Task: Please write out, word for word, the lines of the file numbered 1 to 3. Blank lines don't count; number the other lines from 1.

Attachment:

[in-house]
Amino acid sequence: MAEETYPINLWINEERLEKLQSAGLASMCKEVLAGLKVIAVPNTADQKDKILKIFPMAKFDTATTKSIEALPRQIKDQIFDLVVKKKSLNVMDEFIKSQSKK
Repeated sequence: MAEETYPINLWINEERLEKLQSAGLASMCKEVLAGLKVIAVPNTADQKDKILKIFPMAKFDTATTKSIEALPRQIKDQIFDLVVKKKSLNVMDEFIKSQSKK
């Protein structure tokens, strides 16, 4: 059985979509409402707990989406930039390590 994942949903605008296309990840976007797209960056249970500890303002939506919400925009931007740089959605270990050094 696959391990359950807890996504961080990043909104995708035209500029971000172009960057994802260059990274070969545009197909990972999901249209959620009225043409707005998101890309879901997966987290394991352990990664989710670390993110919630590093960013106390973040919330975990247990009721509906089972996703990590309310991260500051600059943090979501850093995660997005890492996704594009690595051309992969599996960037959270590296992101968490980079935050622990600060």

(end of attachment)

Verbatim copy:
[in-house]
Amino acid sequence: MAEETYPINLWINEERLEKLQSAGLASMCKEVLAGLKVIAVPNTADQKDKILKIFPMAKFDTATTKSIEALPRQIKDQIFDLVVKKKSLNVMDEFIKSQSKK
Repeated sequence: MAEETYPINLWINEERLEKLQSAGLASMCKEVLAGLKVIAVPNTADQKDKILKIFPMAKFDTATTKSIEALPRQIKDQIFDLVVKKKSLNVMDEFIKSQSKK